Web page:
It is human nature that we don’t do a lot of the things we know. And that certainly includes practice techniques that we’ve learned over the years, like flow studies, flexibility exercises, long tones, multiple tonguing, and more. We need to stay on top of all of these with regularity, but we don’t always do it.

Virtually all of the thoughts I’ve posted in this blog on practicing are already known to anyone who has ever been a student musician; so the question isn’t, “Do I know about this or that technique?” The question is, “Am I
using it?”

I have a very fine professional horn player friend who says, “Every day I have to learn to play the darned thing all over again.” She starts every day with the basics.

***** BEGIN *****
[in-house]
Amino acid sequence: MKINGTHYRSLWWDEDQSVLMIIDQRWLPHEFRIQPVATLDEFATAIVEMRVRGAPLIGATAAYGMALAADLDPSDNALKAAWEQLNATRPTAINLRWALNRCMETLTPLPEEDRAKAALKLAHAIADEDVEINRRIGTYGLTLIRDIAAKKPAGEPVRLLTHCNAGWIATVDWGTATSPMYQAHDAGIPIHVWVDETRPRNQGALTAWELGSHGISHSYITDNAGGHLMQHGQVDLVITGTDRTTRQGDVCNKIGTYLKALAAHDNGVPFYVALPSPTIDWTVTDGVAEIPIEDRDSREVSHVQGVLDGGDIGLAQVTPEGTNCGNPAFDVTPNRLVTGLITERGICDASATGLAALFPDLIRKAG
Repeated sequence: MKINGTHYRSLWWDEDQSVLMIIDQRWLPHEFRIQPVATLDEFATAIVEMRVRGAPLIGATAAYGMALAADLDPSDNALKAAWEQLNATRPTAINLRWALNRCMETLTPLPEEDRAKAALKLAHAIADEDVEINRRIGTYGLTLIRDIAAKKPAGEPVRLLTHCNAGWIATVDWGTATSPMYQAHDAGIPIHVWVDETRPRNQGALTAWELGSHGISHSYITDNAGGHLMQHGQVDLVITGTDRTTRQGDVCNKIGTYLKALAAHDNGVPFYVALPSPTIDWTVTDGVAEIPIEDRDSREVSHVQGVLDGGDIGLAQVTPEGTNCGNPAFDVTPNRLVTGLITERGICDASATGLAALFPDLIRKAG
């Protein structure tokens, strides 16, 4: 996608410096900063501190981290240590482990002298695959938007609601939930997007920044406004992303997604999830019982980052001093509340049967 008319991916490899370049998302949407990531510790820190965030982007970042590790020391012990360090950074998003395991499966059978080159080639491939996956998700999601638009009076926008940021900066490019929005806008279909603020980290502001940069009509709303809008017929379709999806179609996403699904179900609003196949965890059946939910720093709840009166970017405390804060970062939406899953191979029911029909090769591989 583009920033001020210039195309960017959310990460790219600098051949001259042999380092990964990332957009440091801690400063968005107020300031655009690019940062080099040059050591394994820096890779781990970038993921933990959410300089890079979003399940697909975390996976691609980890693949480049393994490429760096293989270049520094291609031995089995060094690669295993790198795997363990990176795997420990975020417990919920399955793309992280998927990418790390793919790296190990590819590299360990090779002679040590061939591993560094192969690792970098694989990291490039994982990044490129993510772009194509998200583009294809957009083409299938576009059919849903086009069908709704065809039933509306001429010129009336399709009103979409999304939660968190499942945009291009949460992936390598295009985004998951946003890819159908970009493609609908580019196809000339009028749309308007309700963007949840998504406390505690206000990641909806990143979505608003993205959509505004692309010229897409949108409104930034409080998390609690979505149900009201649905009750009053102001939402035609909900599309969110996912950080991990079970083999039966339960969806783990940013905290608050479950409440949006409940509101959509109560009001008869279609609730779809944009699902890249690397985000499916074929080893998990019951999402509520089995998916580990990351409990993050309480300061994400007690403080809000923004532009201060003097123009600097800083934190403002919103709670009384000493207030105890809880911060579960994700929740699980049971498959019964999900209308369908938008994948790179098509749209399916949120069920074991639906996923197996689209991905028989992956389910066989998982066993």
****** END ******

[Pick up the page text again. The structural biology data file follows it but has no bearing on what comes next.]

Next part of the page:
I think each of us needs to:

a) Figure out which exercises or practice regimens we need to maintain regularly, and;

b) As needed, retrieve practice techniques from the past to meet new challenges in the present.

Liz Axtell (MWS Principal Horn) shared a couple of links, one of which focussed on one of those techniques we may be forgetting to do routinely,
practicing slowly.

We all slow down technically difficult passages to learn them. However, this article shows how practicing really slowly bestows benefits that go far beyond merely learning the tough passages.

Liz also recommends this regarding
how much we should practice, and this link for a whole lot of great thoughts on music-making in general (thanks, Liz!)